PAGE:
Zofia Chylak is a Polish fashion designer who specializes in custom tailoring. Having honed her skills working for designers Ania Kuczyńska, Proenza Schouler and pattern maker Nicholas Caito, Zofia presents the aesthetics of her brand on an equally stunning campaign online. It was with great pleasure to learn that all her pieces are unique, each sketched and developed to the individual customer. Zofia’s ethos places emphasis on the quality of the garment. From the minimalist language of its designs to the use of natural fabrics such as silk, wool, cotton and leather, she campaigns the classically beautiful dress forms while allowing the details of the structure and finishings to stand out. I share Zofia’s belief that the wait for a custom design piece is the ultimate appreciation of good craft and design, in contrast to the disposable ‘fast fashion’ that is ubiquitous today. As she eloquently explains: I have always admired people who could create something beautiful using less than a lot… Elegance is not luxury, it’s understanding the rules of decorum. My main goal is to be able to create elegant clothes staying in the minimalistic world of forms.
I really do enjoy the work of the Swedish studio Claesson Koivisto Rune and the w126 lamp is one of their latest product designs for the fellow Swedish company Wästberg. Explaining the inspiration behind the lamp’s design, CKR writes: Historic industrial design icons such as the Starship Enterprise or the Citroën’s steering wheel were inspirational when designing the w126 uplighter. Admittedly two quite technical examples, but this is a lamp that demanded both highly advanced engineering and a bit of iconicity. It is available in a variety of colours, including white, grey and orange, and it has two different LED light sources, one up and one down, to create your desired ambience for each moment. Excellent!
Inspired by the shifting tectonic plates of the Bay Area, San Francisco-based, design studio Box Clever created Segment. The table’s top is made from custom 1/2″ thick concrete sections that form the structure. Between each section there is a narrow opening that continues down through the legs. The satin grey-blue colored steel frame emphasizes the lines of the channel cutting across the surface. These openings create a functional channel for a unique system of accessories and cord management. The set consists of a polished aluminum tray, a low copper dish and a brass bowl. Each object can be locked into the channel and gives the impression of floating above the table’s fractured surface. Segment meets the needs of modern lifestyle with a adaptable and versatile system of accessories and configurations that easily shift from work to leisure. Segment looks at how beauty and function can coexist and evolve from one scene to the next.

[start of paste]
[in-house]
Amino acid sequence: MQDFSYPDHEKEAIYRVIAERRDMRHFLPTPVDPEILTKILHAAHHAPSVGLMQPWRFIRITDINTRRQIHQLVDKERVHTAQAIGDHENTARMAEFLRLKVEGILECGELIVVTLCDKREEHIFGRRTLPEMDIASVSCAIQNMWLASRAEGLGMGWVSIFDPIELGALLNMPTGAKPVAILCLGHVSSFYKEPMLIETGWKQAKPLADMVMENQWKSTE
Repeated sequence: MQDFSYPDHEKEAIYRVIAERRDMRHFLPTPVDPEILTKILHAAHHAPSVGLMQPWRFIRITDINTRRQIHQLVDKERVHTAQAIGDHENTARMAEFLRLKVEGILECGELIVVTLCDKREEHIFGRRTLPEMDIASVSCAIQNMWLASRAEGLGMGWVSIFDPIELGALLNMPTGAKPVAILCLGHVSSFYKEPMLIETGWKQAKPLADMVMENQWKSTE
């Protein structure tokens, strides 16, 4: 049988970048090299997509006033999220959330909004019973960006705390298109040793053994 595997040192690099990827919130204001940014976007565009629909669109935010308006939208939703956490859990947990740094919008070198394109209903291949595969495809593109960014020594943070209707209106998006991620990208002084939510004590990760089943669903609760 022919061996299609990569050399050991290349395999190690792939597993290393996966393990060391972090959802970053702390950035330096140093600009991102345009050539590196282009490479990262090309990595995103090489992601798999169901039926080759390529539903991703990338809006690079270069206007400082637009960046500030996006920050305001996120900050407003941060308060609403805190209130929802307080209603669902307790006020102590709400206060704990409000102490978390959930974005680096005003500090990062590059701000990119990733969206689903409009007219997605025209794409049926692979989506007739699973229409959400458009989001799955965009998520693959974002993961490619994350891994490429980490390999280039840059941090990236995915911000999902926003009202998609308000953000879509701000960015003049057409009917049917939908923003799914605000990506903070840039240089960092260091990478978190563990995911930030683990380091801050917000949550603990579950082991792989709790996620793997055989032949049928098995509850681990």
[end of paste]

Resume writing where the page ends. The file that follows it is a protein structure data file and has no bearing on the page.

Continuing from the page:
The String Lights installation, created by London based designer Michael Anastassiades for Italian brand Flos, was presented during Euroluche 2013 in Milan. Thin electrical cords, arranged into laconic shapes, held pendants, fitted with LED light sources. Here is how the designer describes his inspiration: Every time I take the train, I sit by the window and watch the series of perfectly parallel strings connecting the pylons, as we move at high speed. I love the way they divide the landscape and how spheres are occasionally beaded through the wires at random intervals. I also love how, in Mediterranean cultures, strings of lights are stretched between posts to mark an outdoor space for an evening party in a village square. And finally, I love how human ingenuity works around problems created by everyday things in the house (like switches and power points) that others have chosen to position where we don’t want them. I love how these delicate pensil-thin lines create the shapes our mind finishes and makes three-dimensional. Who ever said that the electrical cord is not a beautiful thing?